Researchers recently found a link between early puberty in girls and obesity. According to a new study published in the journal Pediatrics, girls with a higher body mass index may start developing breasts more than a year before their friends. Researchers discovered that early puberty in obese girls may start as early as second grade. The rise in early puberty has even sparked new lines of colorful, child-sized sanitary pads, as well as deodorants aimed at children.

Dr. Frank Biro, a pediatrics professor at Cincinnati Children’s Hospital Medical Center, explained that obese girls are maturing earlier than their thinner friends. “BMI is, we found, the biggest single factor for the onset of puberty,” he said.

The Study

Dr. Biro and his team followed more than 1,200 girls ages 6 to 8 across San Francisco, Cincinnati and New York, from 2004 to 2011. The researchers documented each girl’s body mass index as well as their maturation process.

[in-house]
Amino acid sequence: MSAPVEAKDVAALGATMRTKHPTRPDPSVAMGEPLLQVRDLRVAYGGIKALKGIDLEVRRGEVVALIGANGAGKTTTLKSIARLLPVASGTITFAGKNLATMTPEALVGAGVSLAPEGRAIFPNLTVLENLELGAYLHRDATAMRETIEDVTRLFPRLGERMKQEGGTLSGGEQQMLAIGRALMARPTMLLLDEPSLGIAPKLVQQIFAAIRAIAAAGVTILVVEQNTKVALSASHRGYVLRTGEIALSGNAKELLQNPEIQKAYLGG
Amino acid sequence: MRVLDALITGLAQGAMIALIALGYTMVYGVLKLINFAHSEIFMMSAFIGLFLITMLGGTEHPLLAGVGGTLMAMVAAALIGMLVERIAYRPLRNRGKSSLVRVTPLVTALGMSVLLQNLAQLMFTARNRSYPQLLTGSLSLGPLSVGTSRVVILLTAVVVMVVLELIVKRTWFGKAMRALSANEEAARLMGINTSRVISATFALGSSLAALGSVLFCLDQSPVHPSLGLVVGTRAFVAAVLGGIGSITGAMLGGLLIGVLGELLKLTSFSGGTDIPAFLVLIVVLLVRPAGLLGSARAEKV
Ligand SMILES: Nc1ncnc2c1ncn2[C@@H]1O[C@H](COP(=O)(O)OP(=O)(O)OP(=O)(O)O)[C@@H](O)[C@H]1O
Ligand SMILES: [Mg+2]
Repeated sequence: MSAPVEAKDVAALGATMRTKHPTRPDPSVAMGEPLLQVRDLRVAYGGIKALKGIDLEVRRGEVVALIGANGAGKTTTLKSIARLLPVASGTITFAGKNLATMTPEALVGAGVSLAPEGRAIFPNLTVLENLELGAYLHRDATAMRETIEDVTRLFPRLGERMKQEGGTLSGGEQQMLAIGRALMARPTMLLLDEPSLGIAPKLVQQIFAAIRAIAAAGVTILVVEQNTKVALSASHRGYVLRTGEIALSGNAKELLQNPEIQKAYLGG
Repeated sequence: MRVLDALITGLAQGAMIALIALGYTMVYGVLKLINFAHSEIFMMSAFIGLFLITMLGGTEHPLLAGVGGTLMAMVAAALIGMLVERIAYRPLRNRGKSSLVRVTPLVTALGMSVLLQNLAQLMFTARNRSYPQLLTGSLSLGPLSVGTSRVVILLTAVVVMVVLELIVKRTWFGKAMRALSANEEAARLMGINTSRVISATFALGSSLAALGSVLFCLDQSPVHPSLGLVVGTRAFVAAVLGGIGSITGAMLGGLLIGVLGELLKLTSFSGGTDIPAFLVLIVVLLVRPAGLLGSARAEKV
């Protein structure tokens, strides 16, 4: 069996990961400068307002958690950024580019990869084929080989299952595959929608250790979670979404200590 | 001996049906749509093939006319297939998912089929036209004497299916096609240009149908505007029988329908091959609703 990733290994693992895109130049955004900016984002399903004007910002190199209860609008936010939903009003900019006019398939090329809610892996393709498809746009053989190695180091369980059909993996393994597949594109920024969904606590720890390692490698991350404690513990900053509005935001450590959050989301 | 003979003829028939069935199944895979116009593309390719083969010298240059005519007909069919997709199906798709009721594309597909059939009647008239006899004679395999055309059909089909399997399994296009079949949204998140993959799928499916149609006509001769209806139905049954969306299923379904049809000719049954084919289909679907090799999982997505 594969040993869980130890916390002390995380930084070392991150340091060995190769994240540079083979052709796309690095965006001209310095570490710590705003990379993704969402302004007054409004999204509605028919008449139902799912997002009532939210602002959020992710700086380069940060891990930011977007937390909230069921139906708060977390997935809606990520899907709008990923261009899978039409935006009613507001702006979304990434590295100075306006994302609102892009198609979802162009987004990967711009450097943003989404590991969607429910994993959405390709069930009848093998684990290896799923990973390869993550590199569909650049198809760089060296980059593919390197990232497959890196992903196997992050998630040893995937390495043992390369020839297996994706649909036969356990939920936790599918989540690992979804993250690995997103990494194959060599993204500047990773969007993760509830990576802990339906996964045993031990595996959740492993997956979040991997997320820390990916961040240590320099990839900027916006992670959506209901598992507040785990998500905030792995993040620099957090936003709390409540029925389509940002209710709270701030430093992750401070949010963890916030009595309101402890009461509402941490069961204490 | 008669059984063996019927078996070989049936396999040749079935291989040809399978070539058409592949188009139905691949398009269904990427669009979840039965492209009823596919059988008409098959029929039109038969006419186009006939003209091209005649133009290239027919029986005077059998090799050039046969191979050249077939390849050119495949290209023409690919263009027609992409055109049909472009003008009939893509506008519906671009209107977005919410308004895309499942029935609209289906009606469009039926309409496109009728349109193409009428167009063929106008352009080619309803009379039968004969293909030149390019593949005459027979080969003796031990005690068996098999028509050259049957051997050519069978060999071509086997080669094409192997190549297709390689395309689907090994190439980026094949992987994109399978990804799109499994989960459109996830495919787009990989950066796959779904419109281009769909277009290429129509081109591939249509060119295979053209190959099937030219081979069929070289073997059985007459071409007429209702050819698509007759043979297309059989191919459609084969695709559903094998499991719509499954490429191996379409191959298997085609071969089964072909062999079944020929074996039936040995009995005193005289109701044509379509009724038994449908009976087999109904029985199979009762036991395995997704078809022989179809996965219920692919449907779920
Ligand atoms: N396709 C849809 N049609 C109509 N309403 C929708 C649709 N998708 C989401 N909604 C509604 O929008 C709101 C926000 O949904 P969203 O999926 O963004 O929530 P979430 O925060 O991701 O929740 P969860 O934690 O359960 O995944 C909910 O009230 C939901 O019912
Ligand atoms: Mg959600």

They found that on average, girls with BMI’s below the 50th percentile began to develop breasts around age 10. Girls with BMI’a in the 85th and 95th percentiles began to develop breasts as early as age 8 1/2.

Biro believes the extra weight may be triggering the body to believe it should begin puberty. While obesity isn’t considered a cause of early puberty, it may be affecting the hormones that trigger sexual maturation. The study adds to the group of evidence showing that children are entering puberty at earlier ages. The numbers varied slightly among races.

This study only analyzed breast development. Biro said the start of menstruation will be the focus of further research. He also plans to consider the influence of chemicals such as bisphenol A (BPA), which has been shown to disrupt hormones.

Studies have shown that early puberty in girls can lead to lower self-esteem, depression, early sexual activity and being negatively influenced by older peers.

Biro said, “Parents of these early maturing kids have to be more watchful. But I don’t want to have a nation of patients with eating disorders. We need to figure out what are healthy weights for our kids. We want them to be comfortable with their bodies.”

Watch the video below for more information:

Sources:
NBC News
U By Kotex
Sage Journals
Cincinnati Children’s Hospital

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